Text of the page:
Today's AM fix was USD 1,583.25, EUR 1,267.41, and GBP 1,013.73 per ounce.
Yesterday’s AM fix was USD 1,569.00, EUR 1,256.41, and GBP 1,009.00 per ounce.
Silver is trading at $27.47/oz, €22.08/oz and £17.64/oz. Platinum is trading at $1,445.25/oz, palladium at $601.40/oz and rhodium at $1,190/oz.
Gold’s safe haven credentials were burnished again yesterday when despite falls in stock indices globally, gold rose $15.10 or 0.99% and closed at $1,586.30/oz. Gold traded sideways in Asia and continues in a narrow range in European trading holding above $1,580/oz.
Gold is hovering above $1,580/oz and consolidating on yesterday’s gains on the realisation that the EU summit this week will not solve the area’s intractable debt crisis.
Incredibly, this will be the 20th time EU leaders have met. While gold has not surged in value as many expected, gold has performed well during the period having again preserved wealth.
July options expiry later this afternoon could lead to volatile trading and there has been a pattern in recent years of price rises soon after option expiration.
Nomura Securities cut its gold price target this year to $1,754/oz from $1,791/oz, but lifted its targets for 2014 & 2015. Nomura said that central-bank buying, continuing strong Chinese demand, persistently negative real interest rates, and a growing bunker mentality for those investors who see dark scenarios on the horizon, were all positive for gold.
“The further deterioration of the economic recovery, enhanced potential for quantitative easing and continued structural problems in the euro zone lead us to believe that gold prices will stay stronger into 2014 and 2015,”Nomura analysts said in a research brief Monday.
The physical market noted bargain hunting from consumers. Premiums for gold bars were little changed at between 50 and 80 cents to the spot London prices in Singapore.
Turkey raised its reported gold holdings by another 2% in the month of May. Turkey’s gold holding rose by 5.7 tonnes in May to total 245 tonnes, International Monetary Fund data showed, making it the latest in a string of countries to increase gold bullion reserves this year.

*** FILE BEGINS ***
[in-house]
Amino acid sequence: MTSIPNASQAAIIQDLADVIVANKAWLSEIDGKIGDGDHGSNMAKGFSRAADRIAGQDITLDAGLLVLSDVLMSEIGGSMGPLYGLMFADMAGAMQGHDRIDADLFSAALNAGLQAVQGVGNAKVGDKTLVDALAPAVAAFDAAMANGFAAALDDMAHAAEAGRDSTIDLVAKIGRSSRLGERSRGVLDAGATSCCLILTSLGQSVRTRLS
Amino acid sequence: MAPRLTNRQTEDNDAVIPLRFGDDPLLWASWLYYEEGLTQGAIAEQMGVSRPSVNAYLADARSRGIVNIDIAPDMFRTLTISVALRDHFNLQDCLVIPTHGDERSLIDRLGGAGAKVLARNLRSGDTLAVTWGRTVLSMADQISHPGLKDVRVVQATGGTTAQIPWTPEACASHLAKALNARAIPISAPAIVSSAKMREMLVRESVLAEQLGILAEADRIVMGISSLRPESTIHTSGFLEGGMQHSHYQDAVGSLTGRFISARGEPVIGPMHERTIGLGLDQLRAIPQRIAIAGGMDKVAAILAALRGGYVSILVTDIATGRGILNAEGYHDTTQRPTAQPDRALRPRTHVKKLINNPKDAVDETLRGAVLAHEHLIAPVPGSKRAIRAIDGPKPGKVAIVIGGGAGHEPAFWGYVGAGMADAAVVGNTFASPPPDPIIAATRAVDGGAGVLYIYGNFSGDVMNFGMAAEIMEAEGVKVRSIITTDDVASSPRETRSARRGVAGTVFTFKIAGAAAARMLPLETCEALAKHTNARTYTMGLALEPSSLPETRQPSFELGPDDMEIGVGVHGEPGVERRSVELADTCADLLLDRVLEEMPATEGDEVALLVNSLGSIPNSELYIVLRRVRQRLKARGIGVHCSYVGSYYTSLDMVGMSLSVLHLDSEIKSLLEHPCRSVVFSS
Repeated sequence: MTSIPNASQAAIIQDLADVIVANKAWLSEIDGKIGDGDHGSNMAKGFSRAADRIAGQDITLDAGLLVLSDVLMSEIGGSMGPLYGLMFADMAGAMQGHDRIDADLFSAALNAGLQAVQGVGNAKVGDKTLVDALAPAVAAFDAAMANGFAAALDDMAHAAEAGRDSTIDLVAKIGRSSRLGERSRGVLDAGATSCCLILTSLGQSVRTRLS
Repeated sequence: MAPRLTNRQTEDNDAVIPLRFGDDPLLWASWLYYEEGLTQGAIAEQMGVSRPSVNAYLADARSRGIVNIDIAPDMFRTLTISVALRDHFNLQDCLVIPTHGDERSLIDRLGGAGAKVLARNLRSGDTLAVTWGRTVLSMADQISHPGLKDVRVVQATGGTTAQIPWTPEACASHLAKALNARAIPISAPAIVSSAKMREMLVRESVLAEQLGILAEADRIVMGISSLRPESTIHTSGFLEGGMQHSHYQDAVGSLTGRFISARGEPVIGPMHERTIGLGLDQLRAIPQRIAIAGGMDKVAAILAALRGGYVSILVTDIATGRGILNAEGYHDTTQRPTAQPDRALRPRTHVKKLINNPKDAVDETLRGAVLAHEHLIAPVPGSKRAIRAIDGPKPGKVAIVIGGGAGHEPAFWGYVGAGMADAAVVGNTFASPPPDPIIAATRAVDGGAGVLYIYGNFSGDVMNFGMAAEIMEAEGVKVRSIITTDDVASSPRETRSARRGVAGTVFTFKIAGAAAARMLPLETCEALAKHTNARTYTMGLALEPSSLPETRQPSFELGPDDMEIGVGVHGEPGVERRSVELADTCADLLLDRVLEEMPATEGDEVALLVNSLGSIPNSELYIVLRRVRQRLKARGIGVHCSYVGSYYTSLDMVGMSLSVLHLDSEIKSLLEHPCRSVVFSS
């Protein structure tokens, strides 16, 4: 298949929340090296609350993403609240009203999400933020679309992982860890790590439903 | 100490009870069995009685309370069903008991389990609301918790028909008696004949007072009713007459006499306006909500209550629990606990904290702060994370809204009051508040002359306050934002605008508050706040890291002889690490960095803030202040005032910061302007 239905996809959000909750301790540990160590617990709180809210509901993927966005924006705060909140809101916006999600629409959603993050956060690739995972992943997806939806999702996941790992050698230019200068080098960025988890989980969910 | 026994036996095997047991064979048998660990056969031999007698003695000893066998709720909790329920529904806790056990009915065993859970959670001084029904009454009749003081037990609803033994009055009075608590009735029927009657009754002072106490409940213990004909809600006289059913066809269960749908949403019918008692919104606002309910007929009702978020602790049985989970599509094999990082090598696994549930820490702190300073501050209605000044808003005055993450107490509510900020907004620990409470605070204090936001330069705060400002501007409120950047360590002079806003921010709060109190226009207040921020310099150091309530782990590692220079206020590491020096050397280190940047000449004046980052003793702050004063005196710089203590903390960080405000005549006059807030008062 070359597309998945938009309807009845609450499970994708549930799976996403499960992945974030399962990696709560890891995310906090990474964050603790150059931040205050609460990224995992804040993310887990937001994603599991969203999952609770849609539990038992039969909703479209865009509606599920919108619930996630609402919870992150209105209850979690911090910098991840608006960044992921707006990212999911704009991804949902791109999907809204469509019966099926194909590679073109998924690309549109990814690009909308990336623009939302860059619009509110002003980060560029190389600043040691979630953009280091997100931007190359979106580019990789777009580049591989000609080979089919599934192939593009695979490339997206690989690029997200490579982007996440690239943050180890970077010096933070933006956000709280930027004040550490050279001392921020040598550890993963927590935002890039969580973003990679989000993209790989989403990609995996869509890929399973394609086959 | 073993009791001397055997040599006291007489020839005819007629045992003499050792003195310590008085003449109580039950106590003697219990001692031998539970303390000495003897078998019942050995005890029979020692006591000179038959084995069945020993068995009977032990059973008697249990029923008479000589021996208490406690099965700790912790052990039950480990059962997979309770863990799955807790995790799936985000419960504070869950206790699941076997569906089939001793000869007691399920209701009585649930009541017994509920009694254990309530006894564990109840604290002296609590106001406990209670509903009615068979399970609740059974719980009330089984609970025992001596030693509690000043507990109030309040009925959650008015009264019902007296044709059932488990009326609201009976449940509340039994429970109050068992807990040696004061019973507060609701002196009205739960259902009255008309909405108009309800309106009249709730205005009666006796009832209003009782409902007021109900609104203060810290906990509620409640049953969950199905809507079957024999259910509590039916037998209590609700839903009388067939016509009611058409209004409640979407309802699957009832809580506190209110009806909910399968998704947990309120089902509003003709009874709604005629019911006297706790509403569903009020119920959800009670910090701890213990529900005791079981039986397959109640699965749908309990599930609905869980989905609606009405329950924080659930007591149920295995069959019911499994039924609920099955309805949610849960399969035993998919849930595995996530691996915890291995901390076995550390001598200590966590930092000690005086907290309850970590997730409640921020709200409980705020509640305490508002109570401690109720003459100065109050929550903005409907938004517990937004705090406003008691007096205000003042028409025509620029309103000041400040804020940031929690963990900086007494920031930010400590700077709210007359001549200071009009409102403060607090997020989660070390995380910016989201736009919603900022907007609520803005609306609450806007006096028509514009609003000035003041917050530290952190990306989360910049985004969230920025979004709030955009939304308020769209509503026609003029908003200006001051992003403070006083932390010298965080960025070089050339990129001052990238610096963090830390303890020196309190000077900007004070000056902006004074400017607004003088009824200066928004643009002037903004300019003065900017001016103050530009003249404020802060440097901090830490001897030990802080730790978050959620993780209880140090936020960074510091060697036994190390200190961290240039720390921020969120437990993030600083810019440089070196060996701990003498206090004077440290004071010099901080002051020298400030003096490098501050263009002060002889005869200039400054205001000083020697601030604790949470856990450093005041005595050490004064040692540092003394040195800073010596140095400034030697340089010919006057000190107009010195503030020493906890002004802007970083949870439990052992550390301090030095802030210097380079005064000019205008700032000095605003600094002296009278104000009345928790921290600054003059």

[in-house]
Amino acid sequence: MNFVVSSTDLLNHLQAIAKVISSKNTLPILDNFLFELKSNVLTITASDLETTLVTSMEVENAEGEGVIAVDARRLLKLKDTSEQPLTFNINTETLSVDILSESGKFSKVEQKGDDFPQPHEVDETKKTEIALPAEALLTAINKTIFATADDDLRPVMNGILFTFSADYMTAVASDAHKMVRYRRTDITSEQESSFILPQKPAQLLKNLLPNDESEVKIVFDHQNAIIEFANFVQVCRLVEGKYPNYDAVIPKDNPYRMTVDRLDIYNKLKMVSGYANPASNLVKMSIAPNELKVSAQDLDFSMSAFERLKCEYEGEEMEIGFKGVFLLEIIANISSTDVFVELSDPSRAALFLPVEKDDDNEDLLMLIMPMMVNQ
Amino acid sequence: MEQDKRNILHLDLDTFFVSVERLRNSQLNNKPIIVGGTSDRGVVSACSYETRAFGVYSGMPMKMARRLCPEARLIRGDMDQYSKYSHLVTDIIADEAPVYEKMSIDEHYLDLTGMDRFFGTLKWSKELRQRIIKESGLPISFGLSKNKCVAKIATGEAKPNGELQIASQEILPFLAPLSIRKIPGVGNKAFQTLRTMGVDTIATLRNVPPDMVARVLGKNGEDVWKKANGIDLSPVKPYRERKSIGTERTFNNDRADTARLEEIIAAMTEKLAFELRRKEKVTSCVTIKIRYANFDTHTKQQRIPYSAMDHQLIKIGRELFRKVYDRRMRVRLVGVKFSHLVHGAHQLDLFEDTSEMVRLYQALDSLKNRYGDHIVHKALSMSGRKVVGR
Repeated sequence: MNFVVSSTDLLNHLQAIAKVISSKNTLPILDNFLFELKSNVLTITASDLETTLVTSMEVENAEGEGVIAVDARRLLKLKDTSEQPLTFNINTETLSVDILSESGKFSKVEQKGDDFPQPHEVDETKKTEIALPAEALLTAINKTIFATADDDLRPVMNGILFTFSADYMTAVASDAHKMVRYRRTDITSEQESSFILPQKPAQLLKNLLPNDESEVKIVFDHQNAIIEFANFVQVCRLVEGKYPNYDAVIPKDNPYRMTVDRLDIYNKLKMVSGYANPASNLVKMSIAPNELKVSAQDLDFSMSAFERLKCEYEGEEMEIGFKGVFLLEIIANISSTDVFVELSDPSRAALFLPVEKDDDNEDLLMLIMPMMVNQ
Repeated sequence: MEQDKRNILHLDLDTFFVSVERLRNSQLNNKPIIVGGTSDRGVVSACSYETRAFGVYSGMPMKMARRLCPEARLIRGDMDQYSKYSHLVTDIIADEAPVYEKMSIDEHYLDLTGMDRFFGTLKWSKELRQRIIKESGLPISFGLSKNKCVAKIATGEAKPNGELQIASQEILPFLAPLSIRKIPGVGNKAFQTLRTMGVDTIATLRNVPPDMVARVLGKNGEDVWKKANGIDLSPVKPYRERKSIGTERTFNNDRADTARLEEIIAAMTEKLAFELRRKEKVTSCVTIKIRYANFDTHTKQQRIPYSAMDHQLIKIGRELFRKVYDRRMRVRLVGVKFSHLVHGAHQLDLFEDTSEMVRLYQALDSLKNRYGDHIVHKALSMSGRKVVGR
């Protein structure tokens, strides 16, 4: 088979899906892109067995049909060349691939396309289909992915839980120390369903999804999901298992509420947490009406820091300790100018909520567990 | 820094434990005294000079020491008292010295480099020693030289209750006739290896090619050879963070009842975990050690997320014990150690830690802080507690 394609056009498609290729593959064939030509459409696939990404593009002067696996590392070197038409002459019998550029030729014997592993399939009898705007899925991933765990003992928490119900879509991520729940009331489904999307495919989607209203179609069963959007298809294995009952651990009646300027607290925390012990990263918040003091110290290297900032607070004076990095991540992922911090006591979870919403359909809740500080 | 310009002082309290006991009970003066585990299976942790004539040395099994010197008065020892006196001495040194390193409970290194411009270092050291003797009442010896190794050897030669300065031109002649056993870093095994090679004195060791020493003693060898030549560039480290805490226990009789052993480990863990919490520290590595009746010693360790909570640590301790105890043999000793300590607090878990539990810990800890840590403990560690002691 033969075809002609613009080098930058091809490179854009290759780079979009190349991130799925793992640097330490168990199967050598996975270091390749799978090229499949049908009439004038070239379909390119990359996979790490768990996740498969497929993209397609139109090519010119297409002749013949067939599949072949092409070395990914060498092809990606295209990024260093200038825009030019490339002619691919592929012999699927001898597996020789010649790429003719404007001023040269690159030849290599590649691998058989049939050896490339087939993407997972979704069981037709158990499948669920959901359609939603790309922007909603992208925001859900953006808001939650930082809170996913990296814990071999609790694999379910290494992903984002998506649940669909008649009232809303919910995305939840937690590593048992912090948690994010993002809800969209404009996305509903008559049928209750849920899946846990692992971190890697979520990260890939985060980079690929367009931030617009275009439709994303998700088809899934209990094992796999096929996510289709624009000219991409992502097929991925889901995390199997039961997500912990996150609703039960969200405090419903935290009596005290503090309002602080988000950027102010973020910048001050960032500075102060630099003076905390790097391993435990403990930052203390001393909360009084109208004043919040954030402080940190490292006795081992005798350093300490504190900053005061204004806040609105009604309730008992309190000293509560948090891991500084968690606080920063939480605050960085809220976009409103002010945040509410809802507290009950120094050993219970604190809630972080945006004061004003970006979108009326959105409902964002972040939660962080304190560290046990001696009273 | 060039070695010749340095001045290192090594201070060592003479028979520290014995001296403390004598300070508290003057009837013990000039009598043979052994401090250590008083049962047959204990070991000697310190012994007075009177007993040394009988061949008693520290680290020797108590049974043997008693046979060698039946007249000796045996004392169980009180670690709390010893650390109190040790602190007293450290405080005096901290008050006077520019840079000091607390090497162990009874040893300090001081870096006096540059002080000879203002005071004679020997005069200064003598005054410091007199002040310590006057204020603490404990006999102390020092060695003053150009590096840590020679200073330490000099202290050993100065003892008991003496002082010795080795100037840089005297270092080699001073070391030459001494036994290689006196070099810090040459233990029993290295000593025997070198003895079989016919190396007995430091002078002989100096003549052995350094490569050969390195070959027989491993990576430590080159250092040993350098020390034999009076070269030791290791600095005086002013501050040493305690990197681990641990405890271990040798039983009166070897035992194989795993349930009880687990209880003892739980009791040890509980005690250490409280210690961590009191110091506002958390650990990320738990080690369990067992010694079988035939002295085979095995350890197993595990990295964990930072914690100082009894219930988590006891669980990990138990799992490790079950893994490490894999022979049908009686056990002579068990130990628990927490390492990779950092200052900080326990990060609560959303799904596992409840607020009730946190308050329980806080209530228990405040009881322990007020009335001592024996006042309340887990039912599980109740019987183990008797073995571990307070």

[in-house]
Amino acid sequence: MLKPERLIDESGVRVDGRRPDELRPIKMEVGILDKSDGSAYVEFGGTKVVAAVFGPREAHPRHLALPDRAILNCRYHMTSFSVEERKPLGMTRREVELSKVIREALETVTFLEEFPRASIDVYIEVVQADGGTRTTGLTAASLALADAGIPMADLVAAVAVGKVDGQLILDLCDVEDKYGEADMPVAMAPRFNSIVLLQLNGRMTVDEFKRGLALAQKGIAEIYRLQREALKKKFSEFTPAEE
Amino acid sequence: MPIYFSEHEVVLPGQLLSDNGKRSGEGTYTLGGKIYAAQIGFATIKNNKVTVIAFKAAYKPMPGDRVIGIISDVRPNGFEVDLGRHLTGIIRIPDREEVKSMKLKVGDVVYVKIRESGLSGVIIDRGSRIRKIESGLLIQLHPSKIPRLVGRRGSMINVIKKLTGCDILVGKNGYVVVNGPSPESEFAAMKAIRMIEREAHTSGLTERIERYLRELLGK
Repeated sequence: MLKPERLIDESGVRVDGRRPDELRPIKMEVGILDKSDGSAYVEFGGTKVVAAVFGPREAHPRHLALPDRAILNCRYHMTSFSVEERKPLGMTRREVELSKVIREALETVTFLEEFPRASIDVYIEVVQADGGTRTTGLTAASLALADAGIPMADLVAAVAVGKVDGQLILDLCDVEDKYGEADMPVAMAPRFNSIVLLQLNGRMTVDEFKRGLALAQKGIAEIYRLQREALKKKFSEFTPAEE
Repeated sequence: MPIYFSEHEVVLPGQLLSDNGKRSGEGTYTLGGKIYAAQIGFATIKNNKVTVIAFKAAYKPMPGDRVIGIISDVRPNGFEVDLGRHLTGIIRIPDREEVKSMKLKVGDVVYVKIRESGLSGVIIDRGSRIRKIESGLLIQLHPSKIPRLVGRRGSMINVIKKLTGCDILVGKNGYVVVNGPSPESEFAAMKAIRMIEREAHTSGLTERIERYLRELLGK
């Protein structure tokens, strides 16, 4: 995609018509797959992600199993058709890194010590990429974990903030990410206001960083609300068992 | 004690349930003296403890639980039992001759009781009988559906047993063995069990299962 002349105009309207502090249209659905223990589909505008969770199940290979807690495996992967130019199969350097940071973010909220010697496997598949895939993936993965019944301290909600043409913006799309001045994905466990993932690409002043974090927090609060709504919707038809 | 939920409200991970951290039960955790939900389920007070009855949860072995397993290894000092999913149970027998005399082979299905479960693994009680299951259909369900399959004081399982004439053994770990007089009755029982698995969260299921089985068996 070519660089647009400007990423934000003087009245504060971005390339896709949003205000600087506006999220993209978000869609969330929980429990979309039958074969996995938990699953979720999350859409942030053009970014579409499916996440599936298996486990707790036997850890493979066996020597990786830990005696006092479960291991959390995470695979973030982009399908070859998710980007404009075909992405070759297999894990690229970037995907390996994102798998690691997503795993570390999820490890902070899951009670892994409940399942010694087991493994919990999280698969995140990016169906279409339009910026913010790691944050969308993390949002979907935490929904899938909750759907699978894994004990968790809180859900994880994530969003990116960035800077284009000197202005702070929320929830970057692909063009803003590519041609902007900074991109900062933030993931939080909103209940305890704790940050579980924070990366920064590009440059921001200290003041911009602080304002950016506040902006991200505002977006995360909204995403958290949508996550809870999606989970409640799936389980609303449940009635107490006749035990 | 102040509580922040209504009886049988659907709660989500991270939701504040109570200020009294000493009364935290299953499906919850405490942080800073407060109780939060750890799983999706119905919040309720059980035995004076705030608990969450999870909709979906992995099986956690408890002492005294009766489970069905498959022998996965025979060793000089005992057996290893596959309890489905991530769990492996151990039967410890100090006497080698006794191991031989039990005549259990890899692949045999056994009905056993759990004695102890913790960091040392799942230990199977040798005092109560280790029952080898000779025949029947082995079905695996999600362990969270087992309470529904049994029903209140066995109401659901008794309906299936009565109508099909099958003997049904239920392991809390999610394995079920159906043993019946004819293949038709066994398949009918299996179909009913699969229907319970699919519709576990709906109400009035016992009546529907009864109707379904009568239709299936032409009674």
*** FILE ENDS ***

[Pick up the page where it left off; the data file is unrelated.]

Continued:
Russia expanded its gold reserves by 15.5 metric tons in May as Ukraine and Kazakhstan increased their holdings of the metal, International Monetary Fund data shows according to Bloomberg.
Russia’s bullion reserves climbed to 911.3 tons last month when gold averaged $1,587.68 an ounce, data on the IMF’s website showed. Ukraine’s climbed 2.1 tons to 32.7 tons and Kazakhstan boosted reserves by 1.8 tons to 100 tons, the data show.
Central banks are expanding reserves due to the Eurozone debt crisis and concerns about fiat currency debasement.
Central banks are on course to buy more bullion this year than the purchases of about 456 tons in 2011 as countries diversify their reserves.
Turkey has allowed banks to hold more of their reserves in gold to provide extra liquidity. The central bank this month raised the proportion of reserve requirements that can be held in foreign exchange to 50 percent from 45 percent, while the limit for gold was increased to 25 percent from 20 percent. The changes will add as much as $2.2 billion to gold reserves.
Gold accounts for about 9.1 percent of Russia’s total reserves, 5.1 percent of Ukraine’s and 15 percent of Kazakhstan’s, according to the World Gold Council. That compares with more than 70 percent for the U.S. and Germany, the biggest bullion holders, according to Bloomberg figures.
Kazakhstan plans to raise the amount of gold it holds as part of its reserves to 20 percent, Bisengaly Tadzhiyakov, deputy chairman of the country’s central bank, said earlier this month.
Central bank demand and Chinese demand alone should be enough to put a floor under prices near these levels and gold looks well positioned for another summer rally akin to the one seen last July and August (see chart above).